Still, there is a disturbing undercurrent to the ordeal. Is it possible that the Yankees are turning a corner as an organization? Might they actually begin to leverage the financial advantages of being the Yankees by making intelligent, statistically informed baseball decisions instead of throwing large sums of money at marginal free agents?

Nah, I prefer to think that they will ultimately listen to the star-crossed media-types who are indignant that the icon of a generation might have to make ends meet on a mere $15 million-per-year salary and give in to the Captain’s demands.

That would be a characteristic of the Yankees we know and hate.


The Yearly Gold Glove Scam

November 10, 2010

Joe Mauer won his third gold glove yesterday. Also of note was the fact that Torii Hunter did not win the award for the first time in nine years – no small feat considering that he probably hasn’t deserved the award for the last five seasons.

That is about all the time and space I am willing to waste on an award that recognizes Derek Jeter as the best shortstop in the American League.


Triple Triples II

July 7, 2010

It has been almost a week since Denard Span became the 29th player in major league baseball history to hit three triples. To put that in perspective, there have been 21 perfect games in major league history, so it is a feat just slightly more common than the perfect game.

The Minnesota/Washington franchise has been involved in five of those games – three times on the “right” side, including Span’s game.

The last time a member of the Minnesota Twins hit three triples in a game was on July 3, 1980 when Ken Landreaux did it against the Texas Rangers.

One of the more recent occurences came at the expense of the Twins. Lance Johnson, then with the Chicago White Sox, hit three triples in a 14-4 win late in the 1995 season.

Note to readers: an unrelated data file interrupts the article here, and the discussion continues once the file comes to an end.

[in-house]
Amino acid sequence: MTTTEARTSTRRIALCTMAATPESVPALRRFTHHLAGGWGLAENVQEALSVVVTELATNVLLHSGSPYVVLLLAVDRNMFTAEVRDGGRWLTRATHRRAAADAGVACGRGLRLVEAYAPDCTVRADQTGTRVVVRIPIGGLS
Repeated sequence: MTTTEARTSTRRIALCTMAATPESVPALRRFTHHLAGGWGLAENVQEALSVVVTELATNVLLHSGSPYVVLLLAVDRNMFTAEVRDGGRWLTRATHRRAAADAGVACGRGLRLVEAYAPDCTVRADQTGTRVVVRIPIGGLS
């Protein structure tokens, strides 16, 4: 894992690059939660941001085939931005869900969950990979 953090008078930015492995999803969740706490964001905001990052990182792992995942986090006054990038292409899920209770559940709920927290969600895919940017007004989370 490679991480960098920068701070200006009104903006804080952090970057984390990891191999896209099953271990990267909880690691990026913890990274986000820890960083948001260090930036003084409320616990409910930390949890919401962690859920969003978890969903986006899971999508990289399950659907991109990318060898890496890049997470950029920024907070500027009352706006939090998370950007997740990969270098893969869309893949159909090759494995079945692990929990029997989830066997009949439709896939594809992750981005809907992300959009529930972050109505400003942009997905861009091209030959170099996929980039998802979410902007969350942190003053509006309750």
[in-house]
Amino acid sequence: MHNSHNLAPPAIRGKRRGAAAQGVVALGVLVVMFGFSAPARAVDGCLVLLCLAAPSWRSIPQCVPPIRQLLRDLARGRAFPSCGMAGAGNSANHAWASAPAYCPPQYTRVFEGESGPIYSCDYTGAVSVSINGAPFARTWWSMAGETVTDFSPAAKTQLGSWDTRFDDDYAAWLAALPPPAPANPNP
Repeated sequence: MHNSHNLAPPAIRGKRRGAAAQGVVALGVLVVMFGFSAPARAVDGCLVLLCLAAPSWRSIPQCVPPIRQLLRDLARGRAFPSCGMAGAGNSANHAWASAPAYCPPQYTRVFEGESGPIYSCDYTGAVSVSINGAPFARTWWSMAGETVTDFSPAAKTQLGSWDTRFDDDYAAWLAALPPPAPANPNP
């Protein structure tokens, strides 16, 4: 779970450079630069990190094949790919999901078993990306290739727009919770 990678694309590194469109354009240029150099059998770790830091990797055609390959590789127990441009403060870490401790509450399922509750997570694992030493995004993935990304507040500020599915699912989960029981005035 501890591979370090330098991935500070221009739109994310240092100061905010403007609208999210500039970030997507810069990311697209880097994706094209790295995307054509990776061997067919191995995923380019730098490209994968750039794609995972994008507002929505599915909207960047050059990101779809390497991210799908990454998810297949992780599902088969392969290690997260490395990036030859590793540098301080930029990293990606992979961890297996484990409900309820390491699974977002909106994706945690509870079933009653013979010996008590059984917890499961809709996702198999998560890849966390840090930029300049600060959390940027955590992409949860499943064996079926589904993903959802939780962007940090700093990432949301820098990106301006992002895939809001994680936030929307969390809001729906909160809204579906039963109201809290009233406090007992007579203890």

Interestingly, all three events were home games for the Twins, one at each of the parks the team has called home.

Washington was involved twice, once when Joe Kuhel did it against the White Sox in 1937, and once when the Nats were the victims of Charlie Gehringer and the rest of the Tigers in a 21-5 loss in 1929. Since Gehringer had his three triples at Griffith Stadium, that makes four ballparks in franchise history that have played host to a three-triple game.


A Crazy Half Inning

June 3, 2010

I had the ESPN game between the Cardinals and the Reds on in the background, so I was able to catch the last six outs of Armando Galaragga’s should-have-been perfect game. I didn’t see any of Dallas Braden’s or Roy Halladay’s until after the fact, so I thought I might have lucked out. As it turned out, I did. I saw one of the most entertaining and frustrating half-innings that doesn’t involve my favorite team.

First, the could-have-beens. This would have been the third perfect game in less than a month. There have been 20 in the history of major league baseball. I don’t think it is anymore than random chance that there have been so many recently, but it is a remarkable stretch, even without Galarraga’s.